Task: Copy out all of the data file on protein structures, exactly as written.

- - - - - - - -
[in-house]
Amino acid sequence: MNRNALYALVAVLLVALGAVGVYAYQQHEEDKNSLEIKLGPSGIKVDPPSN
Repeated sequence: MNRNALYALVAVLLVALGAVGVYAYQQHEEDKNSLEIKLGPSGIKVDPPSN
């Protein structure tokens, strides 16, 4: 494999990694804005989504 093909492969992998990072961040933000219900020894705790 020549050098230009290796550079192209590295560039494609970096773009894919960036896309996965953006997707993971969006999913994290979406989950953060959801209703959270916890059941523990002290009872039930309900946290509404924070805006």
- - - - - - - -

[in-house]
Amino acid sequence: MNRNALYALVAVLLVALGAVGVYAYQQHEEDKNSLEIKLGPSGIKVDPPSN
Repeated sequence: MNRNALYALVAVLLVALGAVGVYAYQQHEEDKNSLEIKLGPSGIKVDPPSN
């Protein structure tokens, strides 16, 4: 494999990694804005989504 093909492969992998990072961040933000219900020894705790 020549050098230009290796550079192209590295560039494609970096773009894919960036896309996965953006997707993971969006999913994290979406989950953060959801209703959270916890059941523990002290009872039930309900946290509404924070805006």